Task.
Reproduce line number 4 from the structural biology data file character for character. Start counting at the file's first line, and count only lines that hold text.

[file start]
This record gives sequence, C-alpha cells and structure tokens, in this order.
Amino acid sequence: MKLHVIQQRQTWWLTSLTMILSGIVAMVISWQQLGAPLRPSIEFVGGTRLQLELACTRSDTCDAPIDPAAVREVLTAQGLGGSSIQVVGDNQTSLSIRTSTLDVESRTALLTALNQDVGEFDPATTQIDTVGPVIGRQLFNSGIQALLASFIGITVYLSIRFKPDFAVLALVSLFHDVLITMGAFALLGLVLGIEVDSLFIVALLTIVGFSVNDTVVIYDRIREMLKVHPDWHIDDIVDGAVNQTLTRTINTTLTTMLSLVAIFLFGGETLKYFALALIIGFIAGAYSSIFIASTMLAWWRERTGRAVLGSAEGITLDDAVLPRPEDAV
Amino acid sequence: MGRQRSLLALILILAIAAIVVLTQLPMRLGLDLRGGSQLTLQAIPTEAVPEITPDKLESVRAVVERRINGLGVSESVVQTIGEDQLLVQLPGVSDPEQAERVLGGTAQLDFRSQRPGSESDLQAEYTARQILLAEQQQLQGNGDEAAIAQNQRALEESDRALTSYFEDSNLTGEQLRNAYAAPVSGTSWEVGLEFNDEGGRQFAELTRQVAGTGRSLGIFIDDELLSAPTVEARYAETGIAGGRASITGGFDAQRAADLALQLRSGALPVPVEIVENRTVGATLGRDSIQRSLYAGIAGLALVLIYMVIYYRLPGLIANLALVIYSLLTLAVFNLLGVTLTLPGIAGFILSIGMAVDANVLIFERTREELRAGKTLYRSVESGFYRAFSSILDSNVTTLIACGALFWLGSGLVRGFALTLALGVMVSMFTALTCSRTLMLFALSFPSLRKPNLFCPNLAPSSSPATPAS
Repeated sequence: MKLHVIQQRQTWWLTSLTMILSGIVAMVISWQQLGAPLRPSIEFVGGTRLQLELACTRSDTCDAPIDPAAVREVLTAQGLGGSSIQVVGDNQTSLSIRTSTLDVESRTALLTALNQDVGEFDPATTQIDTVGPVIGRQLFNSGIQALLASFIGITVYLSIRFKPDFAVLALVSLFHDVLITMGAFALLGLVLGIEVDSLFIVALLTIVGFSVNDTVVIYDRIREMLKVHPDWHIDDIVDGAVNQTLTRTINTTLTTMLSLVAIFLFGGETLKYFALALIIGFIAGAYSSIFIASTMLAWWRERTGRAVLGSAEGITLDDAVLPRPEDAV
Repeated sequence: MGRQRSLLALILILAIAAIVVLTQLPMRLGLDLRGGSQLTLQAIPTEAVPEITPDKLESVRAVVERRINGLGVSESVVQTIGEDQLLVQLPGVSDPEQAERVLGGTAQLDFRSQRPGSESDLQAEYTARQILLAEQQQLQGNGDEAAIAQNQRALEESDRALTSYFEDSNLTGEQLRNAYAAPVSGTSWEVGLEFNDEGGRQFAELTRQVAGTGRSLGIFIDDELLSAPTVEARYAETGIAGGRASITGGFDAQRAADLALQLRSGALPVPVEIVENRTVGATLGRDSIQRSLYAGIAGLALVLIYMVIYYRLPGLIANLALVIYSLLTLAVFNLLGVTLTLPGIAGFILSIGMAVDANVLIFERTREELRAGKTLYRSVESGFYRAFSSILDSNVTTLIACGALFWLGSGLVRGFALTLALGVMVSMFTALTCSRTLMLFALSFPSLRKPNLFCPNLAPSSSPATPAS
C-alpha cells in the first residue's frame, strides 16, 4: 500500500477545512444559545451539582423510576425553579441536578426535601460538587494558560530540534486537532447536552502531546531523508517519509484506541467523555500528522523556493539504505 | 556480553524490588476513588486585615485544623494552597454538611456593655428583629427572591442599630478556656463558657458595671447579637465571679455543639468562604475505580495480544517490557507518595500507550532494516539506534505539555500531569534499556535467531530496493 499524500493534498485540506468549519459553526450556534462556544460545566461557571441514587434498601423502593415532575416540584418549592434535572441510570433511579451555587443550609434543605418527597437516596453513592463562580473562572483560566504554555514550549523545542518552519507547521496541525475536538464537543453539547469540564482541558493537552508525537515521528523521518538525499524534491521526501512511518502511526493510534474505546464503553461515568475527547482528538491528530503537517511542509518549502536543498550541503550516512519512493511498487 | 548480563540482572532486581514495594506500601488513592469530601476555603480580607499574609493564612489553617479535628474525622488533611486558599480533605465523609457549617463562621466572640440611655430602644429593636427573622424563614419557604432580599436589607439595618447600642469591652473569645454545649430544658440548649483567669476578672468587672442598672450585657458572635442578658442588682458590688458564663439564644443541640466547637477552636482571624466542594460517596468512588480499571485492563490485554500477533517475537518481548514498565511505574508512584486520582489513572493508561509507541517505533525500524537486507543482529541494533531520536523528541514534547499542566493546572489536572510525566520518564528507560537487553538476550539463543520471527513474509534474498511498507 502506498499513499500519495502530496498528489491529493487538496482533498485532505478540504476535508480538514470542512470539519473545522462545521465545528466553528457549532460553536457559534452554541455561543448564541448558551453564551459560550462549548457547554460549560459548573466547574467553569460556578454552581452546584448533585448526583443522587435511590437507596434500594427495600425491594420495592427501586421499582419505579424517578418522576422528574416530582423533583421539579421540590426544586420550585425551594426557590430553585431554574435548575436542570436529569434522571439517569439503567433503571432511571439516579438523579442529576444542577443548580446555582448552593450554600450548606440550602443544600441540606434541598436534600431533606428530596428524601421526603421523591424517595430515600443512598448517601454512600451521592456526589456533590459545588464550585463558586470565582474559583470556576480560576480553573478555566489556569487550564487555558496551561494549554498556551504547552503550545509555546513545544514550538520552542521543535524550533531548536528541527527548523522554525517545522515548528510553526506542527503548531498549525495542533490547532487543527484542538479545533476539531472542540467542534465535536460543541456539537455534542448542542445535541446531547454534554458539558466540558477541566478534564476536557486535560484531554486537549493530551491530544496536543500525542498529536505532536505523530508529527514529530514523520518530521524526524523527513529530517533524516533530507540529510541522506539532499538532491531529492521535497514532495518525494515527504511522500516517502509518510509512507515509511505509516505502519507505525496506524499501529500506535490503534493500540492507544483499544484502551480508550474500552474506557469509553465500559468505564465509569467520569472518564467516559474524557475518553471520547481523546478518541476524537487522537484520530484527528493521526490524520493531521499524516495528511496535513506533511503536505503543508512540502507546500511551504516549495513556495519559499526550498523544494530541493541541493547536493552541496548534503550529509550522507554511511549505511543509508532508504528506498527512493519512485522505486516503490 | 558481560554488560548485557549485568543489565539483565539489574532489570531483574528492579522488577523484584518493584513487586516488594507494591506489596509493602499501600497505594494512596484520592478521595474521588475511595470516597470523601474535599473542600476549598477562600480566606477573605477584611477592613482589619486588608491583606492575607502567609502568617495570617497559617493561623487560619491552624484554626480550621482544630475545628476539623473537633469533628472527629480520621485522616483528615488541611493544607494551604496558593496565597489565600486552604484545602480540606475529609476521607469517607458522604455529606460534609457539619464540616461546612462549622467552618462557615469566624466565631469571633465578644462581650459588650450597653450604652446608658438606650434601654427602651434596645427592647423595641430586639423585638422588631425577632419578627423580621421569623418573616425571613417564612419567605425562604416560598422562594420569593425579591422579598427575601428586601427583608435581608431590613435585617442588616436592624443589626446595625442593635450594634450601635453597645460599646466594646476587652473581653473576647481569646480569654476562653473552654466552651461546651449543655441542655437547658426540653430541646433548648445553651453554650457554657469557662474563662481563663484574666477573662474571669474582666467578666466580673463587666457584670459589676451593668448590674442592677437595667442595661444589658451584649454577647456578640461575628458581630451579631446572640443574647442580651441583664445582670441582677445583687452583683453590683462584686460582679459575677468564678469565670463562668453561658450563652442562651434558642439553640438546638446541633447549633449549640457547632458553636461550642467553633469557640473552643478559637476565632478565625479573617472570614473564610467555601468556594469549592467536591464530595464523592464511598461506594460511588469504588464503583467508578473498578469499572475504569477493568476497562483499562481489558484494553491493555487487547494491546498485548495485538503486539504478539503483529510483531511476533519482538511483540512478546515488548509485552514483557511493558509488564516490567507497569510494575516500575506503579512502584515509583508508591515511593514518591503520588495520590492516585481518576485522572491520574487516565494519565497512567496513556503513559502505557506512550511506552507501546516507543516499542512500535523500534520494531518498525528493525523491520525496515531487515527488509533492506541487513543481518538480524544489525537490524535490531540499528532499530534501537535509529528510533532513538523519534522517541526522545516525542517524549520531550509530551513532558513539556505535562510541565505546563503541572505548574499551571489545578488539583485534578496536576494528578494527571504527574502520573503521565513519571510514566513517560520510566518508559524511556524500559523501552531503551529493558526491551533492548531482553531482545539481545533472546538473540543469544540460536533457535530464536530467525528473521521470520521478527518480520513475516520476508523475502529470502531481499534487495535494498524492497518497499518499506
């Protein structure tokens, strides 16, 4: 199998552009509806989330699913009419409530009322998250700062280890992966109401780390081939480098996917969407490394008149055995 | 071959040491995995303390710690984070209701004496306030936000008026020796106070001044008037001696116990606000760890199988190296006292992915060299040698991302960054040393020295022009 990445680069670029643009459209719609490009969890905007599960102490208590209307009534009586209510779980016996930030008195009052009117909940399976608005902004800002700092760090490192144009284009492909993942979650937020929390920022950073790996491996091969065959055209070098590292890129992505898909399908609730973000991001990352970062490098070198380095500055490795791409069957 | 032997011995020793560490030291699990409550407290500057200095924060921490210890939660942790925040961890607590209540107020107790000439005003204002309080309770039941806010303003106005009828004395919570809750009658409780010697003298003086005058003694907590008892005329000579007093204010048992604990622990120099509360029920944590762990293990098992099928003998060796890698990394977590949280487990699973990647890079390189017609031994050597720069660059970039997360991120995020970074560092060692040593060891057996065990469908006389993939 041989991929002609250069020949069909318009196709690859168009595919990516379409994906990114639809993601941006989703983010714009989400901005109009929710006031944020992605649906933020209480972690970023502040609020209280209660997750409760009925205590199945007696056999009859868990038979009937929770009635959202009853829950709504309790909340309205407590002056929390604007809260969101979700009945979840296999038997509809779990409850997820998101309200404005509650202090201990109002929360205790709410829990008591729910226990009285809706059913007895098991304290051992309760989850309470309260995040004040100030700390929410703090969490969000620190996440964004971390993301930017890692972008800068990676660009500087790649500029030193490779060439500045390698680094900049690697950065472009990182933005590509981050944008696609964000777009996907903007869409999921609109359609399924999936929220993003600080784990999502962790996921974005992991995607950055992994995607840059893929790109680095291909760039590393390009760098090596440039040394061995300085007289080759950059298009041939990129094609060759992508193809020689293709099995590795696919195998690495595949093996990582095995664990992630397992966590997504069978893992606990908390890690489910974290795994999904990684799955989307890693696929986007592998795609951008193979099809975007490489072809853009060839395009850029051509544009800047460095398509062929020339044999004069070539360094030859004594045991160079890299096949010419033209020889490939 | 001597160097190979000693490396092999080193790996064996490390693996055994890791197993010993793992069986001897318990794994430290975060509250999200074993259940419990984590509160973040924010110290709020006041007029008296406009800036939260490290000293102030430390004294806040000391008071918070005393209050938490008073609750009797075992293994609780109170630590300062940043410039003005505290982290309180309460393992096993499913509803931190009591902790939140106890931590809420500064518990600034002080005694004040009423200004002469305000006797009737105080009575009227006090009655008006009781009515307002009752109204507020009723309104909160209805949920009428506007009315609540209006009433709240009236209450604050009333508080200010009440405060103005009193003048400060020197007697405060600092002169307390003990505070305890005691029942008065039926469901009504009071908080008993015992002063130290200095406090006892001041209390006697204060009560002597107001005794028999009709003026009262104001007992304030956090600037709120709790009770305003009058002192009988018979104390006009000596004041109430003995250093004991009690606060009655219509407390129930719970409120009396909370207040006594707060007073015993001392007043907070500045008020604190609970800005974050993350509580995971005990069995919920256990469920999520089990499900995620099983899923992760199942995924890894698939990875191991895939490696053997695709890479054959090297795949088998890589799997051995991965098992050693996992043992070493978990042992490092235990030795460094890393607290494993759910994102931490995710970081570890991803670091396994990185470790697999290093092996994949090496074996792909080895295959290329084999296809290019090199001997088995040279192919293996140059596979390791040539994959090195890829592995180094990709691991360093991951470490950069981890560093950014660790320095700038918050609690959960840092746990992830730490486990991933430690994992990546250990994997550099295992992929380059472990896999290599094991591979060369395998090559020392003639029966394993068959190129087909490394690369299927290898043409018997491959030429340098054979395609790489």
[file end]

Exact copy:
Repeated sequence: MKLHVIQQRQTWWLTSLTMILSGIVAMVISWQQLGAPLRPSIEFVGGTRLQLELACTRSDTCDAPIDPAAVREVLTAQGLGGSSIQVVGDNQTSLSIRTSTLDVESRTALLTALNQDVGEFDPATTQIDTVGPVIGRQLFNSGIQALLASFIGITVYLSIRFKPDFAVLALVSLFHDVLITMGAFALLGLVLGIEVDSLFIVALLTIVGFSVNDTVVIYDRIREMLKVHPDWHIDDIVDGAVNQTLTRTINTTLTTMLSLVAIFLFGGETLKYFALALIIGFIAGAYSSIFIASTMLAWWRERTGRAVLGSAEGITLDDAVLPRPEDAV